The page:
A Neuropsychologist Explains Why So Many People Fall for Scams | Alternet

Similar to the first experiment, individuals who rated the solicitation as having high benefits were more likely to signal intention to contact. We thought this experiment would help us identify some special vulnerable subtype, like the elderly, but instead, the interested consumers in both experiments were exactly the same – those who saw the potential for high benefits as outweighing the risks. There were no significant differences based on age, gender or other demographics we looked at.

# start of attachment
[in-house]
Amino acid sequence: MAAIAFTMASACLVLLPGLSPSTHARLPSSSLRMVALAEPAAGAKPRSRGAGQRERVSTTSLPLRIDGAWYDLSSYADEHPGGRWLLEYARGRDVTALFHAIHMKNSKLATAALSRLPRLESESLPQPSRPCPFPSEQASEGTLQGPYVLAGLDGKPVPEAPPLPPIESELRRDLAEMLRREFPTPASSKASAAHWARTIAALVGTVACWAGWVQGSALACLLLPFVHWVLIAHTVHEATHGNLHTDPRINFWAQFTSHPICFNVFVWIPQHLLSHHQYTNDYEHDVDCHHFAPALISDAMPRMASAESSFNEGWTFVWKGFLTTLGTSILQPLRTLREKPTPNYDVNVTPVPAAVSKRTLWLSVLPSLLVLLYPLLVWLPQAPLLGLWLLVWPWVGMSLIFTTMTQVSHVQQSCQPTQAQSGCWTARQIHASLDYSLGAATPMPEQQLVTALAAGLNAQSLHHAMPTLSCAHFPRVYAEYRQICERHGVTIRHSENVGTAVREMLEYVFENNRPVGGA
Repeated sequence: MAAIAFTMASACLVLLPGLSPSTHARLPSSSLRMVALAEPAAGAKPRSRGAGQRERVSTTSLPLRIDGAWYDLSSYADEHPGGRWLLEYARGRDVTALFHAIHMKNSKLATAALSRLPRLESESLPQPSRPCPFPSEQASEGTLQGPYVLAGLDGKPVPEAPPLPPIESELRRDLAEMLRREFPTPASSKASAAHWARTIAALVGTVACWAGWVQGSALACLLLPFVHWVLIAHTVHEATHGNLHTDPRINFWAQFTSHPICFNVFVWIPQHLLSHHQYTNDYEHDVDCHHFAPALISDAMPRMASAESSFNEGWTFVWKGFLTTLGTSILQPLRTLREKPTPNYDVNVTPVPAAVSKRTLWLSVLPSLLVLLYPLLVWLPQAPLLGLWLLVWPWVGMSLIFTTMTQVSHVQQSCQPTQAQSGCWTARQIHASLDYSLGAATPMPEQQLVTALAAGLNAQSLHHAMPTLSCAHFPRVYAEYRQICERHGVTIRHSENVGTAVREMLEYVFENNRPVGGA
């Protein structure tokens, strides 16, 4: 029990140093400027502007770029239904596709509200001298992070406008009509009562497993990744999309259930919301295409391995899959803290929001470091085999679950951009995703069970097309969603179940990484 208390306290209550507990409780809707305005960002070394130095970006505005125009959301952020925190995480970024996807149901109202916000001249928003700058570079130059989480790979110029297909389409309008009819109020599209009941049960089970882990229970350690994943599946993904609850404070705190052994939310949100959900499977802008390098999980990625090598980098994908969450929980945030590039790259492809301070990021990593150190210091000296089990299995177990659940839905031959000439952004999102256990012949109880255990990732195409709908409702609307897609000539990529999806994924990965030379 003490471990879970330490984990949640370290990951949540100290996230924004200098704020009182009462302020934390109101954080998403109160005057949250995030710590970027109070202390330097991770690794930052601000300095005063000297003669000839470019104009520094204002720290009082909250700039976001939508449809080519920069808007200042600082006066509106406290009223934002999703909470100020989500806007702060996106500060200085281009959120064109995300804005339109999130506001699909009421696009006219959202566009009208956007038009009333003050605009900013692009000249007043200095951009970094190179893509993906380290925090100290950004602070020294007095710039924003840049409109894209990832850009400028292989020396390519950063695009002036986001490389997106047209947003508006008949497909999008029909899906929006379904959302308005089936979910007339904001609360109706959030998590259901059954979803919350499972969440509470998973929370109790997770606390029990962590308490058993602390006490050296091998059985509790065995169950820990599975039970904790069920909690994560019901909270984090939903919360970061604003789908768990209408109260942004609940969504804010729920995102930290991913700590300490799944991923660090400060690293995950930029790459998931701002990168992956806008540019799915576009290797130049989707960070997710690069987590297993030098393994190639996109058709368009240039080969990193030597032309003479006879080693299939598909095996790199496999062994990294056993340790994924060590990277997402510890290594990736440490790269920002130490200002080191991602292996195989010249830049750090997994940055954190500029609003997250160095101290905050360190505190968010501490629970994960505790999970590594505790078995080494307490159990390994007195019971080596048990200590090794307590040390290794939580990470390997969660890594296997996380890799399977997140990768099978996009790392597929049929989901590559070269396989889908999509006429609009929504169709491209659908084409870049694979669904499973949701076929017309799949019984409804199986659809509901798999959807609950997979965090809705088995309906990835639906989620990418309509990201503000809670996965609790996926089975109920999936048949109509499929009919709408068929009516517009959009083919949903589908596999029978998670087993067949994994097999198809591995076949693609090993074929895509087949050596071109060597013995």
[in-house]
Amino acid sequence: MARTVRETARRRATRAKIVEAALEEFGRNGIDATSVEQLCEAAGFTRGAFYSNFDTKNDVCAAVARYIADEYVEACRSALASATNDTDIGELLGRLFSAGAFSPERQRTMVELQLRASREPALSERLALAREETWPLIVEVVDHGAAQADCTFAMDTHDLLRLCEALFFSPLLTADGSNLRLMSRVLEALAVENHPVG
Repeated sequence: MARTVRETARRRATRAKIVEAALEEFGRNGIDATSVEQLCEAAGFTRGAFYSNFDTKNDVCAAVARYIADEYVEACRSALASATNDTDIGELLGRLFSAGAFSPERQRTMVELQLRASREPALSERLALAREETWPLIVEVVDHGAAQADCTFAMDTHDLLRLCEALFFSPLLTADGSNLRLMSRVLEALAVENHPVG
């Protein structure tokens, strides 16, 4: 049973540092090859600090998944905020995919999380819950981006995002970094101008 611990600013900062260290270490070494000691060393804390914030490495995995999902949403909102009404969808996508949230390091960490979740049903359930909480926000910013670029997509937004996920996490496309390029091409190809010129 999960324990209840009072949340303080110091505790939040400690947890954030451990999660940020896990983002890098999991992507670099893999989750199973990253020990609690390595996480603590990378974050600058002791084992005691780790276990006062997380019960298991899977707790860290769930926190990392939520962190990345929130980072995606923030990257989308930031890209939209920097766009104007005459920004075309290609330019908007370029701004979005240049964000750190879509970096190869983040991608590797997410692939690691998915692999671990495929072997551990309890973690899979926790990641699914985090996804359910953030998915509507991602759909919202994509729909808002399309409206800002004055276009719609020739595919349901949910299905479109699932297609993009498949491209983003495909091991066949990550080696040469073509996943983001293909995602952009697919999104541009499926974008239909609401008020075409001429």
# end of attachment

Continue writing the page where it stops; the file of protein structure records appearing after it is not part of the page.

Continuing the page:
Even though about 60 percent identified the solicitations as likely a scam, they also still viewed the opportunity as potentially beneficial. In some ways these advance fee scams may act as unofficial lotteries – a low cost of entry and a high chance of failure. While consumers are wary, they don’t completely write off the possibility of a big payoff, and some clearly are willing to undertake the risk.

Given that the perception of benefits and risks were the most important factors in intention to comply, consumers should only focus on the risk and avoid getting sucked in by the potential benefits.

Stacey Wood, Professor of Psychology, Scripps College

via A Neuropsychologist Explains Why So Many People Fall for Scams | Alternet